In the summer of 1969, an alleged North Vietnamese spy "disappeared." The commander of all Green Berets in Vietnam and several of his top subordinates were arrested, charged with the murder, and locked up in solitary confinement at the Long Binh jail. A national uproar ensued when these charges were leaked to the press, but in October the story vanished from the front pages--due, the author implies, to efforts by President Richard Nixon, his cabinet, and the CIA to quash the story. Washington-based journalist Stein has obtained secret files and interviewed the surviving key players in a trial that pitted America's top defense lawyers against army leadership. Revelations of government-sponsored terrorism and assassination were so embarassing that the case was eventually dropped as part of a cover-up that prompted a disenchanted Daniel Ellsberg to leak the Pentagon Papers. Highly recommended.
- David Lee Poremba, Detroit
Copyright 1992 Reed Business Information, Inc. --This text refers to an out of print or unavailable edition of this title.

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19 of 20 people found the following review helpful By Keith Nolan on May 6, 2002
Format: Paperback
...A MURDER IN WARTIME is one of the best books to have emerged from the Vietnam debacle. Jeff Stein deserves full credit for the extensive research he did, and for tying together such a complicated story in such a readable way. All sides are fairly represented, and that indeed is something rare in a book about the Vietnam War.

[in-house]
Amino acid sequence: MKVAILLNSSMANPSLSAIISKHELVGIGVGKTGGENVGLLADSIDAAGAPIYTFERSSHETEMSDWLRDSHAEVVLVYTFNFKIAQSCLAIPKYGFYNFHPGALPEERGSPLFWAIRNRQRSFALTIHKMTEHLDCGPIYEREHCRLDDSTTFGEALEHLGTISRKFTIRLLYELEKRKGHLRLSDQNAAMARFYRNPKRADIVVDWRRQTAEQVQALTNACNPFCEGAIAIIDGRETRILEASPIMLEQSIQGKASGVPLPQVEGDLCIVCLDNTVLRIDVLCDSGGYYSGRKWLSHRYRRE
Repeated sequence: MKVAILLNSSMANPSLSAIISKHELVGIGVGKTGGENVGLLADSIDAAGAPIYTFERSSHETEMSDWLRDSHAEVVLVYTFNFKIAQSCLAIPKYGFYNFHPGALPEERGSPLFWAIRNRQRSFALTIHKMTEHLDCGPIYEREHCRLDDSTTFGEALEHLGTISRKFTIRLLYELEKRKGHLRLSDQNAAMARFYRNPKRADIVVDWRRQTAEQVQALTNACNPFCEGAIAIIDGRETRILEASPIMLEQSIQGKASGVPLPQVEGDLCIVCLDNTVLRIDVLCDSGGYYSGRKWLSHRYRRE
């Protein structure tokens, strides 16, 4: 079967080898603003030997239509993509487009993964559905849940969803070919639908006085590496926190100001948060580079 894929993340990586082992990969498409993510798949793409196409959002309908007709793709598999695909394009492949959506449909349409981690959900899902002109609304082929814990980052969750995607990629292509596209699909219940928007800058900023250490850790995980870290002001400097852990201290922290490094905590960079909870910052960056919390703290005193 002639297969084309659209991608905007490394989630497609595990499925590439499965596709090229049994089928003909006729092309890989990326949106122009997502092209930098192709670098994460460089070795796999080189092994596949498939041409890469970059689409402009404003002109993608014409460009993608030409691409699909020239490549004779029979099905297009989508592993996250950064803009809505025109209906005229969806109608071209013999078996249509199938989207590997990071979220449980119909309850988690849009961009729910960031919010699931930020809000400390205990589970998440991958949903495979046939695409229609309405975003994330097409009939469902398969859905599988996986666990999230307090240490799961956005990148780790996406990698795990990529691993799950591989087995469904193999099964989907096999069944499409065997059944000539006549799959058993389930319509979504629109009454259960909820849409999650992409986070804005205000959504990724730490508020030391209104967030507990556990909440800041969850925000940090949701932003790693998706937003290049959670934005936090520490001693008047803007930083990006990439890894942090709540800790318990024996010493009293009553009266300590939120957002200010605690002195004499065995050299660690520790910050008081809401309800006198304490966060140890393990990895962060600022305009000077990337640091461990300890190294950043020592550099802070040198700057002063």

The only problem I have with the book is that it sometimes has a bigger-than-life quality that makes one wonder if the author was willing to stretch the truth here and there for the sake of a good read. For example, Stein paints the book's central figure, Col. Robert B. Rheault, as a warrior-philosopher, both a thinking man and a highly-decorated combat leader revered by his men. To make the point, Stein writes that Rheault had earned the Distinguished Service Cross and Silver Star, valor awards rated only one and two steps behind the Medal of Honor. However, according to Rheault's entry in the United States Military Academy Register of Graduates, he actually had very limited combat service and had never been decorated for valor. Additionally, Rheault's name does not show up on an exhaustive list of Vietnam DSC winners compiled by the late Lt. Col. Albert F. Gleim, USA-Ret.